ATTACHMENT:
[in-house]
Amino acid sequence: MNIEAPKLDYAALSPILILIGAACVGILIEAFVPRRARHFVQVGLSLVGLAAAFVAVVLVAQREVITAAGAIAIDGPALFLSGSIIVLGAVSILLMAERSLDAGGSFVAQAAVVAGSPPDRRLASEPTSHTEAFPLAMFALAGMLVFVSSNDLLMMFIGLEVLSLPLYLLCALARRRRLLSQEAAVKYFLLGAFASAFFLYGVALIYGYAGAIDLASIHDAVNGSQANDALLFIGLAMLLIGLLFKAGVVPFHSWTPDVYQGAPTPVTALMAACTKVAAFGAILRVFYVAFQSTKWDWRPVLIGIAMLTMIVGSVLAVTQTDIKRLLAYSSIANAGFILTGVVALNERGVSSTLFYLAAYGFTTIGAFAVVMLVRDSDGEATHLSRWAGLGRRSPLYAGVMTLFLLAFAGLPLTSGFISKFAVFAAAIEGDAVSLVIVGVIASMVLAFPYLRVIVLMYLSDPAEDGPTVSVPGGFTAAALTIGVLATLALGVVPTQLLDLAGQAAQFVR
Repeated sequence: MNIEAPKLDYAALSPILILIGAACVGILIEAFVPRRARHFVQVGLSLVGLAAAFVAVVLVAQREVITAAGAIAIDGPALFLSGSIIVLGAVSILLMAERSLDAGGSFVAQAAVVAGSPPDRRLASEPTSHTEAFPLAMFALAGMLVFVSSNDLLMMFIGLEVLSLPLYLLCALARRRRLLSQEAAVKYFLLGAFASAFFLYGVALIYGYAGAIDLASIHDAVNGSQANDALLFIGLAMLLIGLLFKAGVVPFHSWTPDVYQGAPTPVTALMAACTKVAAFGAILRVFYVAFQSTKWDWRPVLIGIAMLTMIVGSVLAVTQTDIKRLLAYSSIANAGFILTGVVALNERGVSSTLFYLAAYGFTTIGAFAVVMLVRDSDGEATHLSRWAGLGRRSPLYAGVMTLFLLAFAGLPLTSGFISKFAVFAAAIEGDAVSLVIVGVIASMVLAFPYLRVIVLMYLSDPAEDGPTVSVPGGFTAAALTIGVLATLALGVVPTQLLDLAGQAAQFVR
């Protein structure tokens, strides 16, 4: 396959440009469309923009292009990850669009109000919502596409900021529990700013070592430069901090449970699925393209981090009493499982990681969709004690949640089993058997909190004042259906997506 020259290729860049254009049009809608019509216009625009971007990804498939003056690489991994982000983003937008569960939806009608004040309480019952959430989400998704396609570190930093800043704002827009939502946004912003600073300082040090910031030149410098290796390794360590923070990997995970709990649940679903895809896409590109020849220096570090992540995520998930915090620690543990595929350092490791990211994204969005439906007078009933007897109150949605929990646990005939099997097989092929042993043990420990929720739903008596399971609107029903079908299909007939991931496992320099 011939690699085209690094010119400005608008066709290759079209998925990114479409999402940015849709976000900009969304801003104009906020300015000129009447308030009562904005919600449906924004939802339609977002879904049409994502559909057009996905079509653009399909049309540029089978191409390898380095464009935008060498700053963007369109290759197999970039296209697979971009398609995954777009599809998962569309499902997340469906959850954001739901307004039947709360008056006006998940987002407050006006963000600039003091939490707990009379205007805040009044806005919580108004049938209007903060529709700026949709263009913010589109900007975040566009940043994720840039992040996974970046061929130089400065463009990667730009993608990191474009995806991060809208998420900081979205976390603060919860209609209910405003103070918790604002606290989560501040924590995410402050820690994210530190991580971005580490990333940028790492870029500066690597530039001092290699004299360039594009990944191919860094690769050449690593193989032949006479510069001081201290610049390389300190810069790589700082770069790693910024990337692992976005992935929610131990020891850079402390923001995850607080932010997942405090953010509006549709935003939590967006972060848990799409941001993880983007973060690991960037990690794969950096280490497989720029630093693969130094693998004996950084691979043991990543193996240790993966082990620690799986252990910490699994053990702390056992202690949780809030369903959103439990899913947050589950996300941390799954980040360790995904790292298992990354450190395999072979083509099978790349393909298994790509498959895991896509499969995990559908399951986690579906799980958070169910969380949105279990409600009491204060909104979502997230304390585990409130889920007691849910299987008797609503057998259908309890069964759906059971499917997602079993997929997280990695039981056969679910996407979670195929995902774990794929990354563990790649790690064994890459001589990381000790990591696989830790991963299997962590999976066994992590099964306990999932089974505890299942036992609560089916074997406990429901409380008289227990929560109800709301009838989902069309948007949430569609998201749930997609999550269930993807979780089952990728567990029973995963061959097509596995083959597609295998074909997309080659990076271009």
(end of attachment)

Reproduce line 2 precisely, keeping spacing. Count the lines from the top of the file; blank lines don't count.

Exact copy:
Amino acid sequence: MNIEAPKLDYAALSPILILIGAACVGILIEAFVPRRARHFVQVGLSLVGLAAAFVAVVLVAQREVITAAGAIAIDGPALFLSGSIIVLGAVSILLMAERSLDAGGSFVAQAAVVAGSPPDRRLASEPTSHTEAFPLAMFALAGMLVFVSSNDLLMMFIGLEVLSLPLYLLCALARRRRLLSQEAAVKYFLLGAFASAFFLYGVALIYGYAGAIDLASIHDAVNGSQANDALLFIGLAMLLIGLLFKAGVVPFHSWTPDVYQGAPTPVTALMAACTKVAAFGAILRVFYVAFQSTKWDWRPVLIGIAMLTMIVGSVLAVTQTDIKRLLAYSSIANAGFILTGVVALNERGVSSTLFYLAAYGFTTIGAFAVVMLVRDSDGEATHLSRWAGLGRRSPLYAGVMTLFLLAFAGLPLTSGFISKFAVFAAAIEGDAVSLVIVGVIASMVLAFPYLRVIVLMYLSDPAEDGPTVSVPGGFTAAALTIGVLATLALGVVPTQLLDLAGQAAQFVR